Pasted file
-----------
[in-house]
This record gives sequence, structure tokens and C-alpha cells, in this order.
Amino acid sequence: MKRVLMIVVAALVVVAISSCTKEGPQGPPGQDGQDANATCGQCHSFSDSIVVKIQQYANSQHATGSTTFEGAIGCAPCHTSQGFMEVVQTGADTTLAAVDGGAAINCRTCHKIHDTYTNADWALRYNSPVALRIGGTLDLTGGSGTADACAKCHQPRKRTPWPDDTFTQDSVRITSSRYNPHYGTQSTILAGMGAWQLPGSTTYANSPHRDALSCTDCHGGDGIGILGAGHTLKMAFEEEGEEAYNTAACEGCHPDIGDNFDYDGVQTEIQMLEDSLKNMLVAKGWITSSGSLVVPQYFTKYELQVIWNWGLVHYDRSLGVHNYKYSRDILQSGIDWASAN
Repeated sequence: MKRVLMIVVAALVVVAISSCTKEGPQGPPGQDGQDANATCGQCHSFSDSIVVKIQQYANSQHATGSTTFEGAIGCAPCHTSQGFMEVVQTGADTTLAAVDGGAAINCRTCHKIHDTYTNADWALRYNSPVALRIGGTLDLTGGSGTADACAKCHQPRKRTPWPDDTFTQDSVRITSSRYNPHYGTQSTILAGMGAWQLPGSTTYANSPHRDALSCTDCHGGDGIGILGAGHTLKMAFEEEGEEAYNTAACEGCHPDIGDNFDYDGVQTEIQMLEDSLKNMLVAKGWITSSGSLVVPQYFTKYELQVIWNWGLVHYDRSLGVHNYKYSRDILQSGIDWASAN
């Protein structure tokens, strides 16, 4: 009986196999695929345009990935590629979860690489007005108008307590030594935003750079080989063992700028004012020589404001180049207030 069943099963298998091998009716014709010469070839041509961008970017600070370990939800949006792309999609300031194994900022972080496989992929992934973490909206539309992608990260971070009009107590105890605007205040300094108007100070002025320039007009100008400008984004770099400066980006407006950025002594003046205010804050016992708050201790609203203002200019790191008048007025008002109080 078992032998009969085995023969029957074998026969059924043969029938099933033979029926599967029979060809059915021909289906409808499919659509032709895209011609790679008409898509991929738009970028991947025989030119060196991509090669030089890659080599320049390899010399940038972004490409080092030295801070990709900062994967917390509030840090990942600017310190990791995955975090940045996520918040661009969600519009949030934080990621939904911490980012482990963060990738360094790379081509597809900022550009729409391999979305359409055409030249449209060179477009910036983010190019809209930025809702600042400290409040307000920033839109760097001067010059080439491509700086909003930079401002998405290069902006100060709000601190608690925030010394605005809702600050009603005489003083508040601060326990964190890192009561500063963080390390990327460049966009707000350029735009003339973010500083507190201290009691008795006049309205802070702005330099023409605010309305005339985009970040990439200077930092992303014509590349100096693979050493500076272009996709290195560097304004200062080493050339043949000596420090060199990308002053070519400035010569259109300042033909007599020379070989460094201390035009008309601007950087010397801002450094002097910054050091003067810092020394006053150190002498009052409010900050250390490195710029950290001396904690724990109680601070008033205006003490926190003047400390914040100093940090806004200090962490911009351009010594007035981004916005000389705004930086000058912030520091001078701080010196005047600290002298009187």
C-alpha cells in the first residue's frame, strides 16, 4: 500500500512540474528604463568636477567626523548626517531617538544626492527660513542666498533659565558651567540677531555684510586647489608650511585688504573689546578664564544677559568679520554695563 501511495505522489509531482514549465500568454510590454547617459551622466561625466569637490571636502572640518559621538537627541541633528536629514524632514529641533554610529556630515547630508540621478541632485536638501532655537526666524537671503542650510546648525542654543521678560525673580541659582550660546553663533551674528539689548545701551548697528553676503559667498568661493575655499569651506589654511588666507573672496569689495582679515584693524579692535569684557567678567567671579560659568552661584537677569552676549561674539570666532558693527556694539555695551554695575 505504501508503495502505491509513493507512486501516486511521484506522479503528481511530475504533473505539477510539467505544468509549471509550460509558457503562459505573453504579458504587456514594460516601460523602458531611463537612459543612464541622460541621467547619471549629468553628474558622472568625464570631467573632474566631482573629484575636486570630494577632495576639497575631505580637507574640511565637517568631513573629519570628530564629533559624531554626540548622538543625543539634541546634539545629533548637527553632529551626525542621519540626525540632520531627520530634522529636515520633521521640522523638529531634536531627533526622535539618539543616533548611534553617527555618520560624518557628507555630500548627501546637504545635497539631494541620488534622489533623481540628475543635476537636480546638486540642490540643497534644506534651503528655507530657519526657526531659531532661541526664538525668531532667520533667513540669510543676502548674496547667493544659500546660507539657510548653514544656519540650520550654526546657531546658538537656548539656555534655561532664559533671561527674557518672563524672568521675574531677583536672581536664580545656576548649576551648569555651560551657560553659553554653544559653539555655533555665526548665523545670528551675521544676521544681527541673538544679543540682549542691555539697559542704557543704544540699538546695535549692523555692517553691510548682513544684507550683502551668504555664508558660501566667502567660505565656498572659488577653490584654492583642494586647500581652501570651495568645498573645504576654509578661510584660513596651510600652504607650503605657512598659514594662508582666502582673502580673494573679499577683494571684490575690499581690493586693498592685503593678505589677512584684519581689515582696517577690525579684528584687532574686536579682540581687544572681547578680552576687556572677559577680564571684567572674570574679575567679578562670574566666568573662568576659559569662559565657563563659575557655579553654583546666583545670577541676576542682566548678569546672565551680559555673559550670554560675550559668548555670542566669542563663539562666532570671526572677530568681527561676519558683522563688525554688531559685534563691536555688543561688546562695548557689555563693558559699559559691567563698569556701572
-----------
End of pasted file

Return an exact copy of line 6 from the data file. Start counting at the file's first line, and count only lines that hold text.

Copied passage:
C-alpha cells in the first residue's frame, strides 16, 4: 500500500512540474528604463568636477567626523548626517531617538544626492527660513542666498533659565558651567540677531555684510586647489608650511585688504573689546578664564544677559568679520554695563 501511495505522489509531482514549465500568454510590454547617459551622466561625466569637490571636502572640518559621538537627541541633528536629514524632514529641533554610529556630515547630508540621478541632485536638501532655537526666524537671503542650510546648525542654543521678560525673580541659582550660546553663533551674528539689548545701551548697528553676503559667498568661493575655499569651506589654511588666507573672496569689495582679515584693524579692535569684557567678567567671579560659568552661584537677569552676549561674539570666532558693527556694539555695551554695575 505504501508503495502505491509513493507512486501516486511521484506522479503528481511530475504533473505539477510539467505544468509549471509550460509558457503562459505573453504579458504587456514594460516601460523602458531611463537612459543612464541622460541621467547619471549629468553628474558622472568625464570631467573632474566631482573629484575636486570630494577632495576639497575631505580637507574640511565637517568631513573629519570628530564629533559624531554626540548622538543625543539634541546634539545629533548637527553632529551626525542621519540626525540632520531627520530634522529636515520633521521640522523638529531634536531627533526622535539618539543616533548611534553617527555618520560624518557628507555630500548627501546637504545635497539631494541620488534622489533623481540628475543635476537636480546638486540642490540643497534644506534651503528655507530657519526657526531659531532661541526664538525668531532667520533667513540669510543676502548674496547667493544659500546660507539657510548653514544656519540650520550654526546657531546658538537656548539656555534655561532664559533671561527674557518672563524672568521675574531677583536672581536664580545656576548649576551648569555651560551657560553659553554653544559653539555655533555665526548665523545670528551675521544676521544681527541673538544679543540682549542691555539697559542704557543704544540699538546695535549692523555692517553691510548682513544684507550683502551668504555664508558660501566667502567660505565656498572659488577653490584654492583642494586647500581652501570651495568645498573645504576654509578661510584660513596651510600652504607650503605657512598659514594662508582666502582673502580673494573679499577683494571684490575690499581690493586693498592685503593678505589677512584684519581689515582696517577690525579684528584687532574686536579682540581687544572681547578680552576687556572677559577680564571684567572674570574679575567679578562670574566666568573662568576659559569662559565657563563659575557655579553654583546666583545670577541676576542682566548678569546672565551680559555673559550670554560675550559668548555670542566669542563663539562666532570671526572677530568681527561676519558683522563688525554688531559685534563691536555688543561688546562695548557689555563693558559699559559691567563698569556701572